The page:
This Service is being tested using SimpleTest framework for Unit Tests, and when running the tests via the browser, I saw nothing but a blank page. I searched through the PHP logs, nothing. Apache logs? Nothing.

After doing some debugging, I eventually narrowed it down to the SomeService class, which I promptly commented out everything, and I at least was able to see failures in my Unit Tests. After adding the functions back one by one, it become obvious of my goof, and once I removed the duplicate name all of my test passed again.

That was a few hours down the drain that could have been avoided with an extremely simple error message.

PHP System Variables

System variables in Java are pretty straight forward: add them with the -D parameter when you start the JVM (/bin/java However in an interpreted language like PHP, it’s a little different: you update the php.ini file with your environment-specific key-value pairs.

So in PHP if you want to set com.example.debug=true, then you’d simply place it in the php.ini file, and restart the Apache that serves the PHP files.

I do not fully understand why yet, but to get the standard php.ini variables (e.g. post_max_size) you use the function ini_get(“post_max_size”), but if you want to retrieve a custom variable, you should use get_cfg_var(“my.custom.var”).

The reason you would want to use “System Variables” instead of a global value is that System Vars are pertinent at a higher level than the code. You would want to let the code know which environment it is running in at startup, outside of the code.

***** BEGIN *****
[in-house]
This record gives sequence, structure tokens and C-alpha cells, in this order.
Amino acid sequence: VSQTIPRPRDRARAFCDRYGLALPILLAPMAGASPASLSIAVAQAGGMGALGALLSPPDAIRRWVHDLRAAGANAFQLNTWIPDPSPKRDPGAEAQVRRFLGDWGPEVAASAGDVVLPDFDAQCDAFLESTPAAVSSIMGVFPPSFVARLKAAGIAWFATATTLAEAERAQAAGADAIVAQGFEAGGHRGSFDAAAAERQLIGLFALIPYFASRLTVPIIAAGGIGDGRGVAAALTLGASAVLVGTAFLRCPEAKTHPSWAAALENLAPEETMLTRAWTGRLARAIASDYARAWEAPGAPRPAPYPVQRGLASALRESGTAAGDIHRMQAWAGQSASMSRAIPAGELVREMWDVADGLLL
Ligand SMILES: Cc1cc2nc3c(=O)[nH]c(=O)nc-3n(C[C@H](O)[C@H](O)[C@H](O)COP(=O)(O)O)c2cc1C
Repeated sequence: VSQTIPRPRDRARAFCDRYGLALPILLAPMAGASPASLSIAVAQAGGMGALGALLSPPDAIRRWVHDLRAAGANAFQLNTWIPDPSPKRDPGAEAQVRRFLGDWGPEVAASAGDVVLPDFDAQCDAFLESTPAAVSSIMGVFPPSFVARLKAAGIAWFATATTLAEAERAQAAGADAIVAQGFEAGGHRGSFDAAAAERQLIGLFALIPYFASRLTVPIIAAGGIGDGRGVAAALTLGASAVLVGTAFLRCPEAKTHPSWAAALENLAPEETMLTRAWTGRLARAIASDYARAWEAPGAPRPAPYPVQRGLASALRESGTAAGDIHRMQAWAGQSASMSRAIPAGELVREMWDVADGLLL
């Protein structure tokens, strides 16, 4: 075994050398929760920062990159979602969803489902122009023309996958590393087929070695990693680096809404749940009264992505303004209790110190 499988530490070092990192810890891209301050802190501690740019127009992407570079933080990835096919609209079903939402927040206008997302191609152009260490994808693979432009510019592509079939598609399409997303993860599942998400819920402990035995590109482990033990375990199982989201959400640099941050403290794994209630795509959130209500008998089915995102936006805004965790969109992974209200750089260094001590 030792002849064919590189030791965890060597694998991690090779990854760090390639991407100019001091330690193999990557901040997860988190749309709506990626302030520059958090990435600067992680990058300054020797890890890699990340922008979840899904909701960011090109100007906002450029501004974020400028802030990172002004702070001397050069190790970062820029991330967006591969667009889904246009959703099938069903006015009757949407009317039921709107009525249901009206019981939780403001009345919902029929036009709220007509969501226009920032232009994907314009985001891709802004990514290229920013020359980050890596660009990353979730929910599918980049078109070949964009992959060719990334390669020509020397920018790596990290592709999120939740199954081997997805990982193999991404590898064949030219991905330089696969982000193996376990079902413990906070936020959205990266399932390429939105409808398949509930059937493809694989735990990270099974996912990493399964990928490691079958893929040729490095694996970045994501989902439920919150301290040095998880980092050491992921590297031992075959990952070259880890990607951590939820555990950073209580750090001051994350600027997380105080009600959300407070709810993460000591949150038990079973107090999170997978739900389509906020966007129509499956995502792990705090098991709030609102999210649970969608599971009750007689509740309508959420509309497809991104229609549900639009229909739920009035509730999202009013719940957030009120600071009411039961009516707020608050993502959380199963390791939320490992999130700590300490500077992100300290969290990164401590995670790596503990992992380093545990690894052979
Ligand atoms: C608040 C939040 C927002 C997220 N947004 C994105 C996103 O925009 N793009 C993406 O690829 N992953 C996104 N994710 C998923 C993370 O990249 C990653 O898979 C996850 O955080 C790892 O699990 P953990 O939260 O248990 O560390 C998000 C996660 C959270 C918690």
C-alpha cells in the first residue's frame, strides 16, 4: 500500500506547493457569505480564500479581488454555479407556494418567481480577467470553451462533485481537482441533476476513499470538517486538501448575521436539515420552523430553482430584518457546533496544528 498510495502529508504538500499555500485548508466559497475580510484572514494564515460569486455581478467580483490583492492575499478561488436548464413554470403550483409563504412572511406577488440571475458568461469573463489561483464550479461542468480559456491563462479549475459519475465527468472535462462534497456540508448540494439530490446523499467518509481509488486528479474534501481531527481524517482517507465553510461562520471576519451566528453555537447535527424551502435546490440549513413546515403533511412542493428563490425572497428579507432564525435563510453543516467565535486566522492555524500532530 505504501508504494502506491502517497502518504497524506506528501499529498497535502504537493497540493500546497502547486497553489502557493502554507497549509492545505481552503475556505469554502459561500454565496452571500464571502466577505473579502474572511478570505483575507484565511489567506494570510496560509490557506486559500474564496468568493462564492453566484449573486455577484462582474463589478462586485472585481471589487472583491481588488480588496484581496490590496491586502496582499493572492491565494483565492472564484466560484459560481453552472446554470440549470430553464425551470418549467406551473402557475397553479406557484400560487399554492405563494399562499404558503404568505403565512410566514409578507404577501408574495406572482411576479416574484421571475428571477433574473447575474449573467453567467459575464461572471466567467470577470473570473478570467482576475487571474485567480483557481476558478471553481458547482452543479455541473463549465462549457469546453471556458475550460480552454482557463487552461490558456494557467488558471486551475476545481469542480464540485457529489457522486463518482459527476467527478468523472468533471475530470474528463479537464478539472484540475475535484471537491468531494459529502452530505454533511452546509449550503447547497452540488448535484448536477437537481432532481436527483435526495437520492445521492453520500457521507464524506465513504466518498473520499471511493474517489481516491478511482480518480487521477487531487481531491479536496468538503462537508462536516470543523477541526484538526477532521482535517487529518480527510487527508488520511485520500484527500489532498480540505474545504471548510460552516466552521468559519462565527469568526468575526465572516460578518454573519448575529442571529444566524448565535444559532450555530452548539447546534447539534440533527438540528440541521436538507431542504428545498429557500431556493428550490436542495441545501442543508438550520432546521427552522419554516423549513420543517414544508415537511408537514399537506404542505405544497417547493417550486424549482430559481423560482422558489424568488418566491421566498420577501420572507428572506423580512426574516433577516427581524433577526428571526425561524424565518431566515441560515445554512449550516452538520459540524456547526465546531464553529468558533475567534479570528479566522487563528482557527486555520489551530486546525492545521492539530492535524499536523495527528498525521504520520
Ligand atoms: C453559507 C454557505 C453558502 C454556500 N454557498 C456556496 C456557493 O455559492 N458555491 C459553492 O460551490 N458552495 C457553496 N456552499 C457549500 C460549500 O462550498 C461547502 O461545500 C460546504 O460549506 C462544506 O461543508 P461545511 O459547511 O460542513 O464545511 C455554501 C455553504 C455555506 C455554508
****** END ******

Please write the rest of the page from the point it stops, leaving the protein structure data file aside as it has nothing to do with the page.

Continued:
PHP Test Frameworks

I’ve got a PHP project that desperately needs some basic Unit Testing. I am a huge fan of building automated tests as I develop code, and (mostly) before I even write the implementations. “How do we test this?” is one of the 2 most important questions in software development. (The other being “How do we define ‘done'”)

JUnit has been amazing for my Java development, so having a PHP test framework that is similar, or based off of its ideas is a big plus if I can get it.

There are a lot of good options out there that look good, but I have not had a chance to review all of them yet. The main ones considered at this point are:

  1. SimpleTest
    • PROS: easy to get up and running, just download the tar.gz file, unzip, and go. It is also very JUnit like in the Java world (TestSuites, run functions that start with the word “test”, etc.).
    • CONS: latest version was released in 2012
  2. Testify.php
    • PROS: easy to get up and running
    • CONS: not updated since August of 2014, and does not seem to be as JUnit-like as I’d prefer, but maybe that is due to the lack of documentation, and my lack of time to research it
  3. PHPUnit – The PHP Testing Framework
    • PROS: most up-to-date and seems very enterprise ready (latest version was released about a week ago as of this writing)
    • CONS: install is not as easy as the others. It requires a PHAR file (not a real big issue), but it is not as easy as the others to get going in a Windows environment (again, not a huge problem, but it is more involved than the others)

In the end I decided to go with SimpleTest because its first few tutorials were very easy to get up and running, and it is very JUnit-like. The code base is also only running PHP 5.3.3, so it is on an older version of PHP, and the fact that SimpleTest (and Testify.php) were a little dated is not as big of an issue, and probably easier (as to not mix features of newer PHP versions) at this point in time.

At some point I should at least go through the Testify.php tutorials to see if it is a viable option.